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ICOLD Forum: General approach to dam surveillance

To aid dam owners and managers, the International Commission on Large Dams (ICOLD) offers a technical bulletin specifying a general approach to dam surveillance. Bulletin 138, Surveillance: Basic Elements in a "Dam Safety" Process, was prepared by the ICOLD Technical Committee on Dam Surveillance. This committee is made up of 26 members from 26 countries. Bernard Goguel, chairman of the committee, was the lead author of the bulletin.

The purpose of this bulletin is to illustrate how dam surveillance can be used to manage the risks associated with poor performance or failure of a dam and reduce the probability of this occurrence. Dam surveillance covers a series of complementary and redundant activities, including visual inspections, dam documentation management, manual and automated monitoring, equipment checking and testing, and dam condition and behavior assessment.

The 46-page bulletin addresses the basic elements of surveillance, the complementary and redundant activities involved in surveillance for dam safety, principles and rules of surveillance, and monitoring linked to metrology.

To order this bulletin for 30 euros (US$43), visit www.icold-cigb.org and click on Publications, then Bulletins.

ICOLD plans to publish a second, more detailed bulletin, entitled Surveillance Guide. This bulletin will update and complete previous ICOLD bulletins, including 60 and 68.

— ICOLD is a nongovernmental organization that provides a forum for the exchange of knowledge and experience in dam engineering. To learn more about ICOLD activities, contact Michel De Vivo, Secretary-General, ICOLD, 61 avenue Kleber, Paris 75116 France; (33) 1-47041780; E-mail: secretaire.general@icold-cigb.org.

IEEE working on greenhouse gas credits standard

The Institute of Electrical and Electronics Engineers Inc. (IEEE) is working on a standard designed to help owners of hydro and wind project calculate greenhouse gas emissions credits.

The standard is IEEE P1595, "Standard for Quantifying Greenhouse Gas Emission Credits from Small Hydro and Wind Power Projects, and for Grid Baseline Conditions." The standard is intended to establish an internationally acceptable basis for measuring, evaluating, and quantifying the eligible, real, measurable, verifiable, and unique reduction in carbon dioxide emissions attributable to small hydro and wind, says Karen McCabe, marketing director for the IEEE Standards Association.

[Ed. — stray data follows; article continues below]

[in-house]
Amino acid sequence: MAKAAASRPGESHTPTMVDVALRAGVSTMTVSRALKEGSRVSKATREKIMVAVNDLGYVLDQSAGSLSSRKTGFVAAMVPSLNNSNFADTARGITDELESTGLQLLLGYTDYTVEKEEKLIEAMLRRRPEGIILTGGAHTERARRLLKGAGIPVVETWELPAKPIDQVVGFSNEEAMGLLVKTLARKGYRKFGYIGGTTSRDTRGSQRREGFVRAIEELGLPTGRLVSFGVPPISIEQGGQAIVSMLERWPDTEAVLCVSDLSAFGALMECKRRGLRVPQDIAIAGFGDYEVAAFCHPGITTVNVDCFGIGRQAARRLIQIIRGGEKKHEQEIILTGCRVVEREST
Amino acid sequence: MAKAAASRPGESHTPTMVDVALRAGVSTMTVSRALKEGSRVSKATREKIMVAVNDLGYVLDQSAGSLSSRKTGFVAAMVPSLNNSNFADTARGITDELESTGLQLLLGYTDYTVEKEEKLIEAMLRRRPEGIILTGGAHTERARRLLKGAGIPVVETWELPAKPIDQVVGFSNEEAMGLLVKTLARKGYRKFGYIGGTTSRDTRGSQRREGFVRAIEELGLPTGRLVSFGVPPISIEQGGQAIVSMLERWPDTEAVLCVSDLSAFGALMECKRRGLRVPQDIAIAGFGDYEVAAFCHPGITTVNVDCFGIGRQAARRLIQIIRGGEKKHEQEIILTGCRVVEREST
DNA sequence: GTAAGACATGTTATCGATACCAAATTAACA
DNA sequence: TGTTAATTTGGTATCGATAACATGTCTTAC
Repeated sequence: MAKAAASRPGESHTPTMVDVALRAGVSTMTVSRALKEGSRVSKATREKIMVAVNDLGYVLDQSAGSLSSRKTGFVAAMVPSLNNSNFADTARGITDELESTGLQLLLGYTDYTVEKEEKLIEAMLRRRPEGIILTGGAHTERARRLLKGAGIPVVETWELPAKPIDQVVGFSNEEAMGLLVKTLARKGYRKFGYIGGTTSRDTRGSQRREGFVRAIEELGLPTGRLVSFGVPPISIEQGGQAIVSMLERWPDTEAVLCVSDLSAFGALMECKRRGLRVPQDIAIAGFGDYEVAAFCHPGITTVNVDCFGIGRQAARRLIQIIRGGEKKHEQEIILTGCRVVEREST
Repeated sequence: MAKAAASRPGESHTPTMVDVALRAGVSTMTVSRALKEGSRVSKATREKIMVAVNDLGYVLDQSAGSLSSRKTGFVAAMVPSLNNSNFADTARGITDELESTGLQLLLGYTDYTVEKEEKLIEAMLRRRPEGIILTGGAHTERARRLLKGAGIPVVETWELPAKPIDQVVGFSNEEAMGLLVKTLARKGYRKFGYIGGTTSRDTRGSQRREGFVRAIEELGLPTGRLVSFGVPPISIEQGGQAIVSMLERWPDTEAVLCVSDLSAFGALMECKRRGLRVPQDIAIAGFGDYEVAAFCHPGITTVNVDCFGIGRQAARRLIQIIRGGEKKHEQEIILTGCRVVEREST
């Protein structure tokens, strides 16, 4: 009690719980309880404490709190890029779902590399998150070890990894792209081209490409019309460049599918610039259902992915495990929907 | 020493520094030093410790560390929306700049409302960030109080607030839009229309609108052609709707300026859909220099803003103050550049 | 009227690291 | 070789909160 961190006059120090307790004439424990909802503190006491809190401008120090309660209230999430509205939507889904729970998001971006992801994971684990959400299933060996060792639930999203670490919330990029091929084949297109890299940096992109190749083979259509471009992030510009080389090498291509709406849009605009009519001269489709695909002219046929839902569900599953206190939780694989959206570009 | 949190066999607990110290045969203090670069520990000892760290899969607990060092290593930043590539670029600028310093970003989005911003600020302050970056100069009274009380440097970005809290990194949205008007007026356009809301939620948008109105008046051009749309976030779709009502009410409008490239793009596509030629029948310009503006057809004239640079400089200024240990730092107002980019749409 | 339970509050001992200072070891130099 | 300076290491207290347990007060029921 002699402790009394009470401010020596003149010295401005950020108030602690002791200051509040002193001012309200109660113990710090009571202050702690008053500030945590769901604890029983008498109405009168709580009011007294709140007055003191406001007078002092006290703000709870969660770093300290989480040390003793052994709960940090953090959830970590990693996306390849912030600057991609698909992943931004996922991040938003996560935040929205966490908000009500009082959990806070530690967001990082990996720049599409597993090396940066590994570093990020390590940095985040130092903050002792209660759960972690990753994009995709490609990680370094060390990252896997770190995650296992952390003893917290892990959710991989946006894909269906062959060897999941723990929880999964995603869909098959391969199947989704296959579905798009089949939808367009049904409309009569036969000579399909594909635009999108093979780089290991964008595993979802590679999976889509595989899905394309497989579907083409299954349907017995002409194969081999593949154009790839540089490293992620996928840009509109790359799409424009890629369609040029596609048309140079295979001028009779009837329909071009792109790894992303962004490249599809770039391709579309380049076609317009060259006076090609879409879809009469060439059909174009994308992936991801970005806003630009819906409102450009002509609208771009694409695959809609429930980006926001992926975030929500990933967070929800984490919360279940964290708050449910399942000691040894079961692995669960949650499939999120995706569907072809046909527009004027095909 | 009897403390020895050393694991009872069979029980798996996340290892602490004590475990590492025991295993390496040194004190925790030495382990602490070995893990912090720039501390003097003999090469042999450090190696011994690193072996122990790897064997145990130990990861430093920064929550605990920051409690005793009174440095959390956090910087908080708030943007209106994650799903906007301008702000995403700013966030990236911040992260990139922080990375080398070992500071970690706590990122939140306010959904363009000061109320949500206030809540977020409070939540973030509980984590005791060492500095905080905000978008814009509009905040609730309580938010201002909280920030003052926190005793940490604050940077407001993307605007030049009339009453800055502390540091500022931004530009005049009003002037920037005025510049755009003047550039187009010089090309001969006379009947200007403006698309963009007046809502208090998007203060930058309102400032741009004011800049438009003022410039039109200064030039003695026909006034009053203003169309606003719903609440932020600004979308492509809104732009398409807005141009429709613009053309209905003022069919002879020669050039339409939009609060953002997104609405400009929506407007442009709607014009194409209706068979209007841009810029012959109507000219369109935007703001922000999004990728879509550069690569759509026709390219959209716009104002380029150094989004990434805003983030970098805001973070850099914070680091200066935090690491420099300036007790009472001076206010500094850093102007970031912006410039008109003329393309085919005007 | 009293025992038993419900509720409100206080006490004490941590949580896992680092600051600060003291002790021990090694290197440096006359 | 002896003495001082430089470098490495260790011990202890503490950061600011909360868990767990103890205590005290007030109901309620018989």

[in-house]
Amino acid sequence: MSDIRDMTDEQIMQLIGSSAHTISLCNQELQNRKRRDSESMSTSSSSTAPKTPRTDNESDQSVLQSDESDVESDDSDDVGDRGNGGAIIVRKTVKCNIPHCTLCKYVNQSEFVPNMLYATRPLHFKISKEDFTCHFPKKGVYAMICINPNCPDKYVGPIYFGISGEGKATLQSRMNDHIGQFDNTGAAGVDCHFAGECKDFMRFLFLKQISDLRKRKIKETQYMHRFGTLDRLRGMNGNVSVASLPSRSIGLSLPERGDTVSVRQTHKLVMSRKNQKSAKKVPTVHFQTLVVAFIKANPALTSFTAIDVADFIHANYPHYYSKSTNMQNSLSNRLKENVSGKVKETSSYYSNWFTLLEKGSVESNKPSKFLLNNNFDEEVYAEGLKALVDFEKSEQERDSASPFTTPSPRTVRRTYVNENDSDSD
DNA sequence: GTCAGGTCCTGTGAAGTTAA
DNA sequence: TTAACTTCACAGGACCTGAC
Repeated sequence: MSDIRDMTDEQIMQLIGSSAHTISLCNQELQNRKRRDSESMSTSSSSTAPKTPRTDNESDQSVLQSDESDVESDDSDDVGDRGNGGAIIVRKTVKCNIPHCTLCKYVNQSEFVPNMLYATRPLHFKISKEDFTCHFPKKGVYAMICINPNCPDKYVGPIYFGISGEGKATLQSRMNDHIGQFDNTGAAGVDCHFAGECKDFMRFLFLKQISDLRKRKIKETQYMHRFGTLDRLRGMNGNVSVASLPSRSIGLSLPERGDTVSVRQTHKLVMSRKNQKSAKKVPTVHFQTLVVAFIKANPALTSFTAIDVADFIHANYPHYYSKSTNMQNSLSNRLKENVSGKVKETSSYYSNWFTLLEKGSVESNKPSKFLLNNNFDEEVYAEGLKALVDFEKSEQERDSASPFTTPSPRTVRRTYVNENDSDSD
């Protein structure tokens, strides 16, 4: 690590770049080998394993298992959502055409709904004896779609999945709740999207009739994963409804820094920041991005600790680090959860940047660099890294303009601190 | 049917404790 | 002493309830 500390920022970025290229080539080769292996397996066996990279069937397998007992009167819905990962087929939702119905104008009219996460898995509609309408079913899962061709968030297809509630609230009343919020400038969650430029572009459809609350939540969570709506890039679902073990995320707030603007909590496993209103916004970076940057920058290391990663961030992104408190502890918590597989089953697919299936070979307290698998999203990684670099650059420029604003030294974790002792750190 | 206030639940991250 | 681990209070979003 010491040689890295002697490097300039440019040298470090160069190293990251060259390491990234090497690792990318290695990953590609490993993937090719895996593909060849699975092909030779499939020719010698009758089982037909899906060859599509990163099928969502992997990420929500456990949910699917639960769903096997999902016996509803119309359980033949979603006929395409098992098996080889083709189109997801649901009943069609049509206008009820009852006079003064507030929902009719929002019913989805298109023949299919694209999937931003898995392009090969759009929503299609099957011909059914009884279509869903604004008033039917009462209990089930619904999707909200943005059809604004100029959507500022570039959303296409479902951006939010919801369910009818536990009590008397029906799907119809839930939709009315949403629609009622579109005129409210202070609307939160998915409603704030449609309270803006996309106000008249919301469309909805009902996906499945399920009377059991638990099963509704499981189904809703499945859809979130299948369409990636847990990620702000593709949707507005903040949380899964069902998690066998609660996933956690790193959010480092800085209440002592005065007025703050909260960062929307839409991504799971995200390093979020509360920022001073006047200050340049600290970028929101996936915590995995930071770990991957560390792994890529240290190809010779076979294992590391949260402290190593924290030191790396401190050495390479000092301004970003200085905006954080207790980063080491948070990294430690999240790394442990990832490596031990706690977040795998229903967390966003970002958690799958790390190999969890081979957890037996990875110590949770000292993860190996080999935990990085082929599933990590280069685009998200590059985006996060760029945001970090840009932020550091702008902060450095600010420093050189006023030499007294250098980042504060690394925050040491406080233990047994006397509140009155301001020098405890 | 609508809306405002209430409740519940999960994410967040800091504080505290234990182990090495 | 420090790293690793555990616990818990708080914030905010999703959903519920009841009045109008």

The standard also will help provide an answer to the question: How can one country or jurisdiction to a greenhouse gas emissions trade be assured and satisfied that it is getting real and true value for a purchased greenhouse gas emissions credit from another country or jurisdiction?

As its seed documents, the standard will use project protocols established by Natural Resources Canada for small hydro, wind power, and grid baseline, McCabe says.

The Energy Development and Power Generation committee of the IEEE Power & Energy Society is developing this standard.

IEC offers online access to replaced, withdrawn standards

The International Electrotechnical Commission (IEC) offers online access to previous editions of its standards that have been replaced or withdrawn. Consulting previous editions of standards may be essential for those who deal with rapidly evolving technologies, IEC says.

Past editions of standards can be used to track the history of a specific product, IEC says. For example, non-rechargeable alkaline batteries have been on the market since the mid-1950s. In 1957, IEC released its first series of standards on primary cells and batteries. More than 50 years later, alkaline batteries are still marketed throughout the world, and this series of standards is still revised on a regular basis.

This resource, on the Internet at www.iec.ch/searchpub/pub_repw.htm, contains nearly all the publications issued since the creation of IEC in 1906. More than 8,000 replaced or withdrawn IEC publications can be found and purchased online.

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